One can’t help but feel that Sara Driver has missed an opportunity for a truly exciting and insightful documentary about one of the 20th century’s most interesting and revolutionary artists with her first film since her feature, When Pigs Fly.
Although the title suggests an exploration of Jean-Michel Basquiat’s later teenage years, Driver fails to deliver. A majority of the films modest 78-minute runtime dedicates itself to exploring the emergence and proliferation of New York’s colourful art scene circa the late 1970s and 80s. Talking heads and archival footage set the stage, painting the desolate streets of America’s cultural capital as both a badlands of derelict buildings and petty crime and a haven for creatives in a state of flux, continually searching and pushing their boundaries.
Introduced into the mix as a nomadic artist and bon-vivant, is Basquiat. But, Driver’s attempt to weave her documentary’s narrative around the artist’s late teenage years is where the film slips. Driver goes through the motions documenting Basquiat’s beginnings from the Samo graffiti tag that made his name and covered the walls of downtown New York right the way through to the “Xerox days” and his first canvas painting.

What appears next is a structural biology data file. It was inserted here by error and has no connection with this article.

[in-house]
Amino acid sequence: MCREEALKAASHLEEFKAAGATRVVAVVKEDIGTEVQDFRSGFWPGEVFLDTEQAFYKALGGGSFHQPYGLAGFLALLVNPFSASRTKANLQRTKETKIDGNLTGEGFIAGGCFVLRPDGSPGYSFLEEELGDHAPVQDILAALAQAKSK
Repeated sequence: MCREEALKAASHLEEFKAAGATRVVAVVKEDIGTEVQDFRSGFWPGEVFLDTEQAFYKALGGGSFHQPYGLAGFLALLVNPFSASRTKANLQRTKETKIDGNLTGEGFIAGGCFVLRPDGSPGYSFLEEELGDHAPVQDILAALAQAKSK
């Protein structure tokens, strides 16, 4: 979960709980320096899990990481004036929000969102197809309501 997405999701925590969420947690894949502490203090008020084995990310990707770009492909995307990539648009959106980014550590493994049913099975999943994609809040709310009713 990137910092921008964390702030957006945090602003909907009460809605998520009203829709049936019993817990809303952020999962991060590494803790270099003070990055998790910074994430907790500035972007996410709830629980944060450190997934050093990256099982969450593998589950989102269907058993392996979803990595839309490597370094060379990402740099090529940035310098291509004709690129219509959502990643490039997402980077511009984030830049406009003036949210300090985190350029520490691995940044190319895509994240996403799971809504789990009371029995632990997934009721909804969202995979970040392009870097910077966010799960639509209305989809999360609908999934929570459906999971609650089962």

And yet, Basquiat feels like a ghost, floating through a documentary in which he is the focal point. Those familiar with Basquiat will be disappointed as interviews with friends, lovers, and fellow artists provide little new in the way of insight. We learn (or rather relearn) that Basquiat came from a broken home, spent time traveling between homes, living on the floors of his friend’s apartments, and that he planned to make it big as an artist. Much is spoken about Basquiat’s boundless energy, but none of it is captured or communicated beyond the misty-eyed retelling of the documentary’s talking heads.
Not until the closing twenty minutes, when the film charts the beginning of Basquiat’s stratospheric rise, does Boom for Real come to life. And, disappointingly, for many, by this point, they will have tuned out.